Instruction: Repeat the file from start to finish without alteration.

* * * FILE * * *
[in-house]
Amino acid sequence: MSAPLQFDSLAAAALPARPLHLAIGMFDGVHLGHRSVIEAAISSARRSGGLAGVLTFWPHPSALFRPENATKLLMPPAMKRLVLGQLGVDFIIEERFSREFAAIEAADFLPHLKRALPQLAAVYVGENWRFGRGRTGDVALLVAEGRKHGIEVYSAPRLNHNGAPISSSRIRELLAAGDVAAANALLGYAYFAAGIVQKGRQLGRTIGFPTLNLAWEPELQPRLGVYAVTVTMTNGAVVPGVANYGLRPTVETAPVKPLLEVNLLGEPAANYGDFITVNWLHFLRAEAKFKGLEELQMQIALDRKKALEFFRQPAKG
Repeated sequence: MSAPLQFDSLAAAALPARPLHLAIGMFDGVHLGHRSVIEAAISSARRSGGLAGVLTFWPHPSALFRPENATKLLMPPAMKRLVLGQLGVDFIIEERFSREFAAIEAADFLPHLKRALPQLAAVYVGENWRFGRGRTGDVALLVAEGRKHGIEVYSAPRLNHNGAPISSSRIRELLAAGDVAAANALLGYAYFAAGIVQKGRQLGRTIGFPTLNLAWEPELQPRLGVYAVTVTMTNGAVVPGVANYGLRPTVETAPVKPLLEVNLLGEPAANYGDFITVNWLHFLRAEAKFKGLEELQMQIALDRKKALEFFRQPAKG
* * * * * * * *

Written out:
[in-house]
Amino acid sequence: MSAPLQFDSLAAAALPARPLHLAIGMFDGVHLGHRSVIEAAISSARRSGGLAGVLTFWPHPSALFRPENATKLLMPPAMKRLVLGQLGVDFIIEERFSREFAAIEAADFLPHLKRALPQLAAVYVGENWRFGRGRTGDVALLVAEGRKHGIEVYSAPRLNHNGAPISSSRIRELLAAGDVAAANALLGYAYFAAGIVQKGRQLGRTIGFPTLNLAWEPELQPRLGVYAVTVTMTNGAVVPGVANYGLRPTVETAPVKPLLEVNLLGEPAANYGDFITVNWLHFLRAEAKFKGLEELQMQIALDRKKALEFFRQPAKG
Repeated sequence: MSAPLQFDSLAAAALPARPLHLAIGMFDGVHLGHRSVIEAAISSARRSGGLAGVLTFWPHPSALFRPENATKLLMPPAMKRLVLGQLGVDFIIEERFSREFAAIEAADFLPHLKRALPQLAAVYVGENWRFGRGRTGDVALLVAEGRKHGIEVYSAPRLNHNGAPISSSRIRELLAAGDVAAANALLGYAYFAAGIVQKGRQLGRTIGFPTLNLAWEPELQPRLGVYAVTVTMTNGAVVPGVANYGLRPTVETAPVKPLLEVNLLGEPAANYGDFITVNWLHFLRAEAKFKGLEELQMQIALDRKKALEFFRQPAKG